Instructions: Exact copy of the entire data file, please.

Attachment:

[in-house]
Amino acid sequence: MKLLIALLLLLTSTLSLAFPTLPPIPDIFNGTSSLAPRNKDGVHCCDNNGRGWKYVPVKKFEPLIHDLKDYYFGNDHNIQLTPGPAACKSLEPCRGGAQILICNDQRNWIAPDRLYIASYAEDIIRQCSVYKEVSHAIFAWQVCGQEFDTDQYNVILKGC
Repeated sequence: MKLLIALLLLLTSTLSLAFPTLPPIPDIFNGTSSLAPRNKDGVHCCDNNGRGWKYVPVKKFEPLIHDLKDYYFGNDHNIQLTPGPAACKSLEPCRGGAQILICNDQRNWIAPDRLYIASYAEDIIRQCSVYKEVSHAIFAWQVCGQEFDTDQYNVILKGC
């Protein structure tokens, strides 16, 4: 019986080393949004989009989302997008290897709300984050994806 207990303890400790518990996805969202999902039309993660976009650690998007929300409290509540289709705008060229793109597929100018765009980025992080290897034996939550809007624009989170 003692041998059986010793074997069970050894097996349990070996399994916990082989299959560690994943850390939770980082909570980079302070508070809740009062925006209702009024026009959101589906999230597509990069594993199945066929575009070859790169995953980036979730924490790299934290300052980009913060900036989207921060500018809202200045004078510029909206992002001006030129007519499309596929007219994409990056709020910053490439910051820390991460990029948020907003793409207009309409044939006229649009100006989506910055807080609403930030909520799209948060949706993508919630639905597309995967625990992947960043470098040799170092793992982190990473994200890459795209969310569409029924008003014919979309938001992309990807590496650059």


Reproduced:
[in-house]
Amino acid sequence: MKLLIALLLLLTSTLSLAFPTLPPIPDIFNGTSSLAPRNKDGVHCCDNNGRGWKYVPVKKFEPLIHDLKDYYFGNDHNIQLTPGPAACKSLEPCRGGAQILICNDQRNWIAPDRLYIASYAEDIIRQCSVYKEVSHAIFAWQVCGQEFDTDQYNVILKGC
Repeated sequence: MKLLIALLLLLTSTLSLAFPTLPPIPDIFNGTSSLAPRNKDGVHCCDNNGRGWKYVPVKKFEPLIHDLKDYYFGNDHNIQLTPGPAACKSLEPCRGGAQILICNDQRNWIAPDRLYIASYAEDIIRQCSVYKEVSHAIFAWQVCGQEFDTDQYNVILKGC
């Protein structure tokens, strides 16, 4: 019986080393949004989009989302997008290897709300984050994806 207990303890400790518990996805969202999902039309993660976009650690998007929300409290509540289709705008060229793109597929100018765009980025992080290897034996939550809007624009989170 003692041998059986010793074997069970050894097996349990070996399994916990082989299959560690994943850390939770980082909570980079302070508070809740009062925006209702009024026009959101589906999230597509990069594993199945066929575009070859790169995953980036979730924490790299934290300052980009913060900036989207921060500018809202200045004078510029909206992002001006030129007519499309596929007219994409990056709020910053490439910051820390991460990029948020907003793409207009309409044939006229649009100006989506910055807080609403930030909520799209948060949706993508919630639905597309995967625990992947960043470098040799170092793992982190990473994200890459795209969310569409029924008003014919979309938001992309990807590496650059």